Ever get the feeling someone’s watching you?
Facebook ads will soon be able to target you based on your religious or political beliefs
Facebook will soon allow advertisers to target users based on their religious or political views.
The changes will allow businesses to target – or block – groups of individuals based on the faith or sexuality they identify with in their profile, along with posts they have liked and groups they are members of.
The move could raise concerns that radical groups may be able to pay to target certain political groups with recruitment propaganda, perpetuating extremism on the website. But a Facebook spokesman said it had policies in place to remove any advertising that appeared to be maliciously profiling certain people.
A small number of users will be prompted to check their information and will be advised that it could be used to target them with advertising. Only those who agree will be shown relevant marketing, like Christian dating apps, for example.The trial is part of a wider data privacy cleanup that will particularly affect Facebook, along with companies like Google and marketing businesses.
Facebook has previously made presumptions about people’s interests based on posts they like, but in the EU and UK was not permitted to use information uploaded to their profile to target them with relevant services or adverts.
The company has been able to target its American audience like this thanks to more lenient data protection rules in the US. But it garnered controversy when it emerged that Russians had been able to pay for anti-Democratic propaganda during the runup to the 2016 presidential election.
The practice has also been criticised by human rights activists. Undercover reporters at investigative website ProPublica last year revealed that Facebook could easily be gamed to racially discriminate. In one example journalists pretending to be a rental company were able to block certain ethnicities from seeing their adverts. Facebook later apologised.“Our existing ad policies prevent people from targeting ads which discriminate against others,” a Facebook spokesperson said. “If we find an ad in violation of our policies we will disapprove the ad and send messaging to the advertiser warning them of the violation. If we see egregious, malicious, or repeated violations of our policies, we will typically move to permanently ban the advertiser from running ads.”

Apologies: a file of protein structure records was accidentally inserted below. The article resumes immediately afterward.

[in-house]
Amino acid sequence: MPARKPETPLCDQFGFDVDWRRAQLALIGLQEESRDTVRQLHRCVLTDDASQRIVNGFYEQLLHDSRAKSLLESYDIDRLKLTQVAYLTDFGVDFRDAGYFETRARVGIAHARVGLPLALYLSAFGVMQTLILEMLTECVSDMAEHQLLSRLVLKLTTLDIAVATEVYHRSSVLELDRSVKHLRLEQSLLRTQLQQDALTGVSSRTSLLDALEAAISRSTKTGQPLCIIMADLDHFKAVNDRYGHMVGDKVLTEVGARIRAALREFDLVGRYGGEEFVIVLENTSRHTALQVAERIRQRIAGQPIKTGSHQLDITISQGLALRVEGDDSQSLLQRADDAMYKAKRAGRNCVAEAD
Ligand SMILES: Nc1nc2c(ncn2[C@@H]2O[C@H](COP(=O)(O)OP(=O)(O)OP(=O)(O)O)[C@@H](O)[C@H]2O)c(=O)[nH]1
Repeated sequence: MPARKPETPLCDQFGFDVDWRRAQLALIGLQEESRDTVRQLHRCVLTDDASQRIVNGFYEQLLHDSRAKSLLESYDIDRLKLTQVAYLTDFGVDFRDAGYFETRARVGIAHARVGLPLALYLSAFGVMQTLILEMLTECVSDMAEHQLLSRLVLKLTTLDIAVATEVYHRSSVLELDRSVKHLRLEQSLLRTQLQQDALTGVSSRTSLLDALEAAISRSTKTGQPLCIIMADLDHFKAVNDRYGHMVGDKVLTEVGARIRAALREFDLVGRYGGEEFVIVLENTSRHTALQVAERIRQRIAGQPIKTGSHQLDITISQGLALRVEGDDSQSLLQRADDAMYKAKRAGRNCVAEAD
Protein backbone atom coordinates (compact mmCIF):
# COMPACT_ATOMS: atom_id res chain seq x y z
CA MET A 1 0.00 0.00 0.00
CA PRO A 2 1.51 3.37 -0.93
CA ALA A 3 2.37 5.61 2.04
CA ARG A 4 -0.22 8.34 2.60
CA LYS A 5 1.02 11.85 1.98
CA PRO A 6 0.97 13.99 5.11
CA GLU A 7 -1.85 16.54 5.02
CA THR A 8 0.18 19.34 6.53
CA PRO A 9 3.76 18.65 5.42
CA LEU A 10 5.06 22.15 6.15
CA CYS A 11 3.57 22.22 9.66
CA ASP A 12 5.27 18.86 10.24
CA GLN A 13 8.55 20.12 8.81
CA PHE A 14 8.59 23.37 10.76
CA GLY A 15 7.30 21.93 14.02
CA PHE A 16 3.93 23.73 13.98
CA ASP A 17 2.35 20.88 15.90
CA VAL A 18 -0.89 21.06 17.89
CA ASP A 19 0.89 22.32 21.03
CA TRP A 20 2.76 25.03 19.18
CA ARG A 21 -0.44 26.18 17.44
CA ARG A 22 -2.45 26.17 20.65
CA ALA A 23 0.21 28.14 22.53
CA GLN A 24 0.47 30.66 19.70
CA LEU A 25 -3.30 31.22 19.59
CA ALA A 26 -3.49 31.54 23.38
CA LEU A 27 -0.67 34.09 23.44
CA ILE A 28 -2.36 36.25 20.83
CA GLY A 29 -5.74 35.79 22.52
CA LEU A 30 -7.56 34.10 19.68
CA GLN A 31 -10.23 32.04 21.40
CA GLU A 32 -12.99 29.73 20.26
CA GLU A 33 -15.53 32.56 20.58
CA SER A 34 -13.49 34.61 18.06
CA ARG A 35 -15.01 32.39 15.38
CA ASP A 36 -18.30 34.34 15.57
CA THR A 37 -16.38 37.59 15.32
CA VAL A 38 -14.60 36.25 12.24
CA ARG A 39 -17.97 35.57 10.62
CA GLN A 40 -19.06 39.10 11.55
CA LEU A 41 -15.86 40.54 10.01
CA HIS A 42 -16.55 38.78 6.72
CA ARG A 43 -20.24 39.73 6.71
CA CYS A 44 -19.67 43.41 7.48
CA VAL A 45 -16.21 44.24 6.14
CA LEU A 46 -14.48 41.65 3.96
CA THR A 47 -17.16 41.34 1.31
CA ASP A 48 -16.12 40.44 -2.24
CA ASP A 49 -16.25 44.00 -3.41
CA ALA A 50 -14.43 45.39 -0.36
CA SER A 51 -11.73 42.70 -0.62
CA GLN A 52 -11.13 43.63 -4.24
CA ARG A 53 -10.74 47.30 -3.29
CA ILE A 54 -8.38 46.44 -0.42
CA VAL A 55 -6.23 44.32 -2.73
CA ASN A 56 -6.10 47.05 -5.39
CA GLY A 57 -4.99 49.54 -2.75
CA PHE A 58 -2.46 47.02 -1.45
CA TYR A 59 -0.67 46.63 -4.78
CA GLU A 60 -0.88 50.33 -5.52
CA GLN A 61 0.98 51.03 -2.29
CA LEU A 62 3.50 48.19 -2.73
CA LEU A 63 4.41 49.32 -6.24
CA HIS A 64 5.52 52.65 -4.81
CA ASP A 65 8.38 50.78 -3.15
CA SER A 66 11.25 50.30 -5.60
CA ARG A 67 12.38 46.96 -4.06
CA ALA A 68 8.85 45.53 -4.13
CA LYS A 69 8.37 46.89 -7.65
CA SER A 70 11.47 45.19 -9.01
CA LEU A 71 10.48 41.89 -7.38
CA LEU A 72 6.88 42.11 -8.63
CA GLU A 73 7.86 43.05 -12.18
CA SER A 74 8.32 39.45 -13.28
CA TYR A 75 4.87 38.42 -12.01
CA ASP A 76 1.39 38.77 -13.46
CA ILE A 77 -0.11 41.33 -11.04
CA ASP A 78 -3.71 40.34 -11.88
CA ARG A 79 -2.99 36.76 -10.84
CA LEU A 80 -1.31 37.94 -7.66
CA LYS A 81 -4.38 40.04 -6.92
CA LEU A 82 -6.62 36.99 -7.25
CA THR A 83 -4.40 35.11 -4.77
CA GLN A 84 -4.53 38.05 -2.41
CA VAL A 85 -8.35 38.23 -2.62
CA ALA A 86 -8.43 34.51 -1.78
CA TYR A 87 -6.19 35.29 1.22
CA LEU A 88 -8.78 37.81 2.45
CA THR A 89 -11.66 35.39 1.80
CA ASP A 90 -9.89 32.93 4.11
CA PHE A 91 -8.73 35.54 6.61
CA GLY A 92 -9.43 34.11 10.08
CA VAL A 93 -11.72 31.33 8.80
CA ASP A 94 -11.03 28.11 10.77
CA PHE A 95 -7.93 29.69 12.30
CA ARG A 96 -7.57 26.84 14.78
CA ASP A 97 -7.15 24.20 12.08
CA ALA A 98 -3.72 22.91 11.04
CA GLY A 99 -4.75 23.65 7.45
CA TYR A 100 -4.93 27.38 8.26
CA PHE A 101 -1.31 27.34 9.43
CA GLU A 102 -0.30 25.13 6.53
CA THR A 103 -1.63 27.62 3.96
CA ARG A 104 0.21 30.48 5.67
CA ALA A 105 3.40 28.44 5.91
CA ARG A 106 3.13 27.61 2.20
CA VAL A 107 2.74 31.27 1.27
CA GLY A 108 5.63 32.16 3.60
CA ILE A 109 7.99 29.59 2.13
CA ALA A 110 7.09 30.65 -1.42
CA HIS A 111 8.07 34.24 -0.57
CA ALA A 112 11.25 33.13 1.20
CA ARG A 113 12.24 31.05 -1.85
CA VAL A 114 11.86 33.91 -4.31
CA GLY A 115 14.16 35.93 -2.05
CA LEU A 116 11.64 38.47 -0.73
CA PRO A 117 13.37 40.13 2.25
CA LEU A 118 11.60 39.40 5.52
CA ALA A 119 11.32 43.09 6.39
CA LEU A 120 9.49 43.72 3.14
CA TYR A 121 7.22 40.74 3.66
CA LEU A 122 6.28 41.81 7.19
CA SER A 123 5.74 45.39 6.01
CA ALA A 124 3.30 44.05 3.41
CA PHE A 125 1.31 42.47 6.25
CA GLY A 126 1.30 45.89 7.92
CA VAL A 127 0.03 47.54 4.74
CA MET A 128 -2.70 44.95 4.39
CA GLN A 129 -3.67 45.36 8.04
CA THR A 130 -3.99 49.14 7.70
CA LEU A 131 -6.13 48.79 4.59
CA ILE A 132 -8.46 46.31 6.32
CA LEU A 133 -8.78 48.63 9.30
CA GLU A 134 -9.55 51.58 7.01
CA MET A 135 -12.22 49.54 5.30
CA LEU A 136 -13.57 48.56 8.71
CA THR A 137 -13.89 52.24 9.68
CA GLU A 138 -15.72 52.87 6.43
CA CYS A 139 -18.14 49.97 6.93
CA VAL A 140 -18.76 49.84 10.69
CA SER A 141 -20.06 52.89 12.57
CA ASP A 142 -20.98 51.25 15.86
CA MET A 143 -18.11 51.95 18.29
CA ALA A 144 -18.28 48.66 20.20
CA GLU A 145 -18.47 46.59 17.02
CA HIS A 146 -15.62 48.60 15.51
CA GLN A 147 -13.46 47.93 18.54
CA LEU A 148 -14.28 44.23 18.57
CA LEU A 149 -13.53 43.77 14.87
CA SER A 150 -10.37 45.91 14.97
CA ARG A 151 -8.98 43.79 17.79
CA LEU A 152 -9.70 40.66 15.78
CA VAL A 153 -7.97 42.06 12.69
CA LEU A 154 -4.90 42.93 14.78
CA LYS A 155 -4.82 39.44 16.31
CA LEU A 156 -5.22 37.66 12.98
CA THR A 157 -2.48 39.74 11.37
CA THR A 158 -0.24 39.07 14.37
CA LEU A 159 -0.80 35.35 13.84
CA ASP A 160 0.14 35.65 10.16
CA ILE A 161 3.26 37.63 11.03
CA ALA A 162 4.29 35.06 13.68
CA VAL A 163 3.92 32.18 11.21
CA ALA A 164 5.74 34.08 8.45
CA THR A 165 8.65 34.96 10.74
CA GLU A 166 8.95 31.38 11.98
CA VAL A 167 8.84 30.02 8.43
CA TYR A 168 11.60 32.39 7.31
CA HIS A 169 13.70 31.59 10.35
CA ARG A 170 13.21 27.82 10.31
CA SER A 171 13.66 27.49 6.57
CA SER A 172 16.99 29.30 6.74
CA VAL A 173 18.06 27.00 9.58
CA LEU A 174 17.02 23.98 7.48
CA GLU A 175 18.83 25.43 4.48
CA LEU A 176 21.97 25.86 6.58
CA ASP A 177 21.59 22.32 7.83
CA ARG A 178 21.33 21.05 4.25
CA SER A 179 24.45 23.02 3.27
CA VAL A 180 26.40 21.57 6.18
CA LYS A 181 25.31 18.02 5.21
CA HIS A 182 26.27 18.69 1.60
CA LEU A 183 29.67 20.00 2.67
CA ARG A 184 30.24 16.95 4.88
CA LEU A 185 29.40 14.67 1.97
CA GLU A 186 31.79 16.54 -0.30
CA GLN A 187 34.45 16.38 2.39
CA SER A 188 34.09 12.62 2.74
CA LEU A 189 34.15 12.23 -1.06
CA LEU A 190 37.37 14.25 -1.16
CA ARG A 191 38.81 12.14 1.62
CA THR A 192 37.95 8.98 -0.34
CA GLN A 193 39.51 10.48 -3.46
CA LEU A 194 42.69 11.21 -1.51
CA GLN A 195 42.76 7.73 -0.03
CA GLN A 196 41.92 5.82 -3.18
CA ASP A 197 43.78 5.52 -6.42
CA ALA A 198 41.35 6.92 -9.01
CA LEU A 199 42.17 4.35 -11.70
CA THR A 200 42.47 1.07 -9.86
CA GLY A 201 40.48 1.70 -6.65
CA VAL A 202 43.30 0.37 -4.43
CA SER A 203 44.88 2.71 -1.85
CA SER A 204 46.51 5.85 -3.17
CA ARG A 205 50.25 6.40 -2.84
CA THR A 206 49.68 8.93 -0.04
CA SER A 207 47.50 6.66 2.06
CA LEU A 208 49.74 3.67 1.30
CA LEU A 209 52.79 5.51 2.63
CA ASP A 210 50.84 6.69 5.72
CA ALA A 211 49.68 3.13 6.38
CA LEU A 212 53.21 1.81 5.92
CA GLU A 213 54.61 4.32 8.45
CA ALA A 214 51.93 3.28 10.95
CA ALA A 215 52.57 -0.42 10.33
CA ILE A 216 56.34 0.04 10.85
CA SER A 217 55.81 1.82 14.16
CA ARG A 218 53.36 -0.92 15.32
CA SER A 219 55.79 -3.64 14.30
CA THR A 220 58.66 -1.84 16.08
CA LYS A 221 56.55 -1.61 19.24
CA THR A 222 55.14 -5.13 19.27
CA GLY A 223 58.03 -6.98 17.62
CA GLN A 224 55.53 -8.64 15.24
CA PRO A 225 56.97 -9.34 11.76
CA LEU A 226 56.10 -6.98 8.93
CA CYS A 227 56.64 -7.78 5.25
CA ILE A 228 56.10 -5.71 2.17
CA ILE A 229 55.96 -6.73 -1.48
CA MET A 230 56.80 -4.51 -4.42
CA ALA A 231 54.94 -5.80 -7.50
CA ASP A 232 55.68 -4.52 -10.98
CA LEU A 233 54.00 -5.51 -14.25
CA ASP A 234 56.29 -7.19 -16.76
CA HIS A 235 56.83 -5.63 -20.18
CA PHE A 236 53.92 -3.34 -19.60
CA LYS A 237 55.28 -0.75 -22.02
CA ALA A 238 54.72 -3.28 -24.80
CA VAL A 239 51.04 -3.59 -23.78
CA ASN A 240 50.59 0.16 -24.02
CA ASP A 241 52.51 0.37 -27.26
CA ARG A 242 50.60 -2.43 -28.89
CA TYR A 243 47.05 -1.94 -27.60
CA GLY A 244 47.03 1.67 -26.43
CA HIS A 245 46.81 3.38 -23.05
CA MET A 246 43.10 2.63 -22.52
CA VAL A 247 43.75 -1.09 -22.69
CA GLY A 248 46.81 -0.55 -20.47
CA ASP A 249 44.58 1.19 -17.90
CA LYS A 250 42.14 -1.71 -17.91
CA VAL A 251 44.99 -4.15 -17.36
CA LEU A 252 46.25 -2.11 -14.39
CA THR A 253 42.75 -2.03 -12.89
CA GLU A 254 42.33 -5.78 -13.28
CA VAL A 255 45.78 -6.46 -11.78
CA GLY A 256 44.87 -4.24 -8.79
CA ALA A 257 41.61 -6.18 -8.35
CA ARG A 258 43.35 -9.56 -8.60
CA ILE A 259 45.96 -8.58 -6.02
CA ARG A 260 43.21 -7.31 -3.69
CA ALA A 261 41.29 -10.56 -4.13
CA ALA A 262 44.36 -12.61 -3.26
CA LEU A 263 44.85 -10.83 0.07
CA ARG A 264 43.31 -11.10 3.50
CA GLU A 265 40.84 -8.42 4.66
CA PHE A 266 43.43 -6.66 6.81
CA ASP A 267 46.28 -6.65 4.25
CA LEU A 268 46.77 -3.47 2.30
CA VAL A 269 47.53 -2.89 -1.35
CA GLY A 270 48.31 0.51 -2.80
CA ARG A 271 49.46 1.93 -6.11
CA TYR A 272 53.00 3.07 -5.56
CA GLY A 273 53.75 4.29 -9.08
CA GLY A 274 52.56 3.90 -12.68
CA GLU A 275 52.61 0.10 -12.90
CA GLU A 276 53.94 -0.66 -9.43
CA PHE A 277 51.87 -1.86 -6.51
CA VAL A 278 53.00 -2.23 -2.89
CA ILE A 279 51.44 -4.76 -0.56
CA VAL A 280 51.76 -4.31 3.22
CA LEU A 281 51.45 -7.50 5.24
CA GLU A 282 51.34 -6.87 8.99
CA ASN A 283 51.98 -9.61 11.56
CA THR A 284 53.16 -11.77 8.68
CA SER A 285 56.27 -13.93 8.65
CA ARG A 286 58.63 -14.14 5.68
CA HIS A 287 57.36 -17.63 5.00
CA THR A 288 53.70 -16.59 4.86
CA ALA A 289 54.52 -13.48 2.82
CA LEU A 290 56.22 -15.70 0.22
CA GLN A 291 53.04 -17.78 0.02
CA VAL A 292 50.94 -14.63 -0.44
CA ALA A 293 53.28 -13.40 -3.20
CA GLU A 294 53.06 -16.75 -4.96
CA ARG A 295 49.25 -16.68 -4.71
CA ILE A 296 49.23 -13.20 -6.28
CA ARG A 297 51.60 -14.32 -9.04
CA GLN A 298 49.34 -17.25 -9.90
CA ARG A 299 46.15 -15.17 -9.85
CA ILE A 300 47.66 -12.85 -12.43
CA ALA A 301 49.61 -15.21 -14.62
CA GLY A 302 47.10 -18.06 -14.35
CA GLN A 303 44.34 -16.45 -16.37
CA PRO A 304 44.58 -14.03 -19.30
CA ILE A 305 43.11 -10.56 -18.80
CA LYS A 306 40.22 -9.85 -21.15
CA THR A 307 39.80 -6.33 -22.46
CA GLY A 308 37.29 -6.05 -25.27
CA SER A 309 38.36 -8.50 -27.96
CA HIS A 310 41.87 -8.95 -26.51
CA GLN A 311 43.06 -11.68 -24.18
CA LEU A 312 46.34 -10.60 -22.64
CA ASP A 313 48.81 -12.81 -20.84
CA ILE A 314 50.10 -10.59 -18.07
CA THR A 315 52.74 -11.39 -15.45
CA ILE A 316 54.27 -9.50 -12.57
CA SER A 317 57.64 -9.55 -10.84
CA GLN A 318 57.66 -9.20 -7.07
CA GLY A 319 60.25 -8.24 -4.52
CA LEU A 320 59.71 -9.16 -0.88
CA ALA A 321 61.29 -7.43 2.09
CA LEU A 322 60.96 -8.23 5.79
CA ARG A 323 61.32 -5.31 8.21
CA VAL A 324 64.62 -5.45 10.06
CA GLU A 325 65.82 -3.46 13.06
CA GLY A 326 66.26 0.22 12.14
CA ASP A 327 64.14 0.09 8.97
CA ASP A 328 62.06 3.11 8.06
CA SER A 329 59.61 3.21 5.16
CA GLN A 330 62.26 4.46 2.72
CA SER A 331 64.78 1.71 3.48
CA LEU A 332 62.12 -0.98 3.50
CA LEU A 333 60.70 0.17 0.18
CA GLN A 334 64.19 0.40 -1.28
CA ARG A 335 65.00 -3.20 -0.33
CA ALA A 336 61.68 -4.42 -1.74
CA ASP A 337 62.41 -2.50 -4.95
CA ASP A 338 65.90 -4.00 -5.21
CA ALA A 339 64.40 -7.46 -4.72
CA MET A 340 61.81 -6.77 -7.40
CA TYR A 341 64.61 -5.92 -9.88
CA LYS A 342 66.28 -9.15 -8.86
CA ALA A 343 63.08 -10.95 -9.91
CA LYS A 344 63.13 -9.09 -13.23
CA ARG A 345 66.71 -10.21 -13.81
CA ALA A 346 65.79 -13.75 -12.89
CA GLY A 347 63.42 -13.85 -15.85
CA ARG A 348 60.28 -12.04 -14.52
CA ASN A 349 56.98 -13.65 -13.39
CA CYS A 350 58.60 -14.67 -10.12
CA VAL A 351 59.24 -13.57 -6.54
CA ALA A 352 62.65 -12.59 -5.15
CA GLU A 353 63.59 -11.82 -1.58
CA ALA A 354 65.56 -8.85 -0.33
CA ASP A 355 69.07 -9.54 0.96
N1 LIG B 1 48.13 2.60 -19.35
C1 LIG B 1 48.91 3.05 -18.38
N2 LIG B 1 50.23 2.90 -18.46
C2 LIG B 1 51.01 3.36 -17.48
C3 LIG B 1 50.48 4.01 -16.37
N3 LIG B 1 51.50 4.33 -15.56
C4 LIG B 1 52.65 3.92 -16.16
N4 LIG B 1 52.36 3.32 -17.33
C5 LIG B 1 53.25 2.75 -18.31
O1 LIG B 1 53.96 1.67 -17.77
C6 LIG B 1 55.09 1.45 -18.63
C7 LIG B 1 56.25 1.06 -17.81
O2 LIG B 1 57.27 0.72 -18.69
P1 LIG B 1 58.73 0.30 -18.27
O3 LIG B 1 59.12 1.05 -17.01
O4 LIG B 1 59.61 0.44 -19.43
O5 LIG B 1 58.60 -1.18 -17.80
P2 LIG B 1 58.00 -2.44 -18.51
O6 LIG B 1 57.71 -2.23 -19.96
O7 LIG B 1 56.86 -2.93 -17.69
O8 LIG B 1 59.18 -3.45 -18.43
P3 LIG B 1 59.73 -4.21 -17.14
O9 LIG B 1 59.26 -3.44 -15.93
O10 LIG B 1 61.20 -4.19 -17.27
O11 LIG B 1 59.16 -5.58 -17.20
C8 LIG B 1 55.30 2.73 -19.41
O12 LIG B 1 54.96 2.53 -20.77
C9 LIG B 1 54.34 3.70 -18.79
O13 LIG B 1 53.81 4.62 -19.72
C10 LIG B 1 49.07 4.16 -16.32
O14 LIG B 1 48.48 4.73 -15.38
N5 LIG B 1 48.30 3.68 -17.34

The social network said it will also bring facial recognition technology to its European users as part of the trial. Around 1% of its two billion audience will be given the option to start using the photo detection tool, which helps in tagging photos and can spot identity theft.
To do this, algorithms analyse the pixels in photos that a person is already tagged in and generate a string of numbers called a template. When photos and videos are uploaded to Facebook’s systems, it compares those images to the template. Although impressive, the technology was not used in the EU because of a ban on processing of an individual’s sensitive personal data without their explicit permission. By asking for explicit permission, Facebook can lawfully collect this information.
Sherman is working to make sure the company, which controls the data of billions of its users, can prove that it has gathered explicit permission from everyone it makes money from their data on.
“We have taken very seriously the privacy concerns we have heard around facial recognition, but we think it is important to use technology that is valuable to people. We want to help enable beneficial uses [of facial recognition technology] while safeguarding against others,” he said.“We think that putting people in control of this and being clear with people about technology, and people’s choices, is an important part of this.”
Last month chief operating officer Sheryl Sandberg announced a new privacy control portal that would help people better understand how their information is being used.
The Daily Telegraph